Magazine article Marketing

Brand Health Check: Gyms

Magazine article Marketing

Brand Health Check: Gyms

Article excerpt

Traditionally a top-ranker in New Year's resolutions, the gym may lose out this year.

As rituals go, watching someone tell anyone who will listen that they're thinking of joining the gym in January is almost as traditional - and boring - as hearing the same person boasting about their pointless bingeing on food the previous month.

Much like the hardened smoker who makes an annual rash and drunken vow to quit the evil weed in the new year, for many pledged gym-goers, the thought remains just that, and they continue to lead the life of a sloth-like sybarite.

What must be more worrying for the gym chains, however, is the evidence suggesting that those who already hold memberships, which can cost upwards of pounds 700 a year, are planning to cancel them.

Research by price-comparison site shows that gym membership is a luxury for which consumers are not willing to pay in 2009. Its findings showed that 14% of gym members are lapsed users who admit to rarely going to the gym and are therefore planning to cancel their memberships to save money; a staggering 42% want to keep going to the gym but cannot afford it. Few expect that all respondents who fall into one of these two camps will actually cancel their memberships, however, there is little doubt that gyms are under pressure and that subscriptions will decline.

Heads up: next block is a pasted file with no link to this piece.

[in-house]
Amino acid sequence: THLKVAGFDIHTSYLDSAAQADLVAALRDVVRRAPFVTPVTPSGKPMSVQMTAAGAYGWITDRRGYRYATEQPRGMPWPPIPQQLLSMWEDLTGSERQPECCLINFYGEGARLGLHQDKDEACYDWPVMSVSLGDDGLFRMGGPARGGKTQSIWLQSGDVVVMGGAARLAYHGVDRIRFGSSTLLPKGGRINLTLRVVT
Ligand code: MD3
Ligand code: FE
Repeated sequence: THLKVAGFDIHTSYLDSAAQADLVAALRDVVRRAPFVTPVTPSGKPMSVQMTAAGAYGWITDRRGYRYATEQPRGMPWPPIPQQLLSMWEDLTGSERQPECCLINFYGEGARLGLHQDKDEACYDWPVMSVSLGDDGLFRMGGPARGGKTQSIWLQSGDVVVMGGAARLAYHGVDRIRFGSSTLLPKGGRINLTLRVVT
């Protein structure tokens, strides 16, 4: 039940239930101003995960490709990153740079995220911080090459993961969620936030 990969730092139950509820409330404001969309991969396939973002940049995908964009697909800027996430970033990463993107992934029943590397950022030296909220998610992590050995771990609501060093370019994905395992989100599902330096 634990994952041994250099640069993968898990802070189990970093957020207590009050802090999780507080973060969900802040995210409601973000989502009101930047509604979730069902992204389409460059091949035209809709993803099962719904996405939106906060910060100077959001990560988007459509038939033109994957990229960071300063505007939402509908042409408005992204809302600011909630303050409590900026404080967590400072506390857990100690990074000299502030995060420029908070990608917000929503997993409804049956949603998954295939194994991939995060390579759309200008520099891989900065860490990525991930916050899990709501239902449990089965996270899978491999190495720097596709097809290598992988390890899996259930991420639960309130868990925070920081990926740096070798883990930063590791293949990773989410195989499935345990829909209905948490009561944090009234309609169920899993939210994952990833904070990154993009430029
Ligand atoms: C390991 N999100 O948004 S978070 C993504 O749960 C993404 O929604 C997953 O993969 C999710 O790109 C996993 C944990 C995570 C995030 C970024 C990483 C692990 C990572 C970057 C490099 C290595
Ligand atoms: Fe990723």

How can gyms get people through the doors? We asked Joanna Mitchell, marketing manager for Lonely Planet magazines, and Marc Nohr, managing partner, Kitcatt Nohr Alexander Shaw.


- Joanna Mitchell marketing manager, Lonely Planet magazines

In the current climate, people are more concerned about saving pennies than losing pounds, so it's no wonder that fitness clubs are feeling the strain: they're expensive, stuffy and stuck in the 80s.

With my wedding fast approaching, I'm definitely watching my waistline, but it's the green gym I'll be using this New Year. A walk in the Lake District is a lovely way to spend a winter's day.Nothing beats wrapping up in lots of layers and donning your wellies to take a bracing walk in the countryside - and it's free.

But if walking is not your thing, there are plenty of other, cheaper alternatives to the gym that are also good for your physical and mental health.

Dance classes are very much in vogue with the success of Strictly Come Dancing; what about yoga in the local village hall; or stay inside where it's warm with family and friends and play on your Nintendo Wii. …

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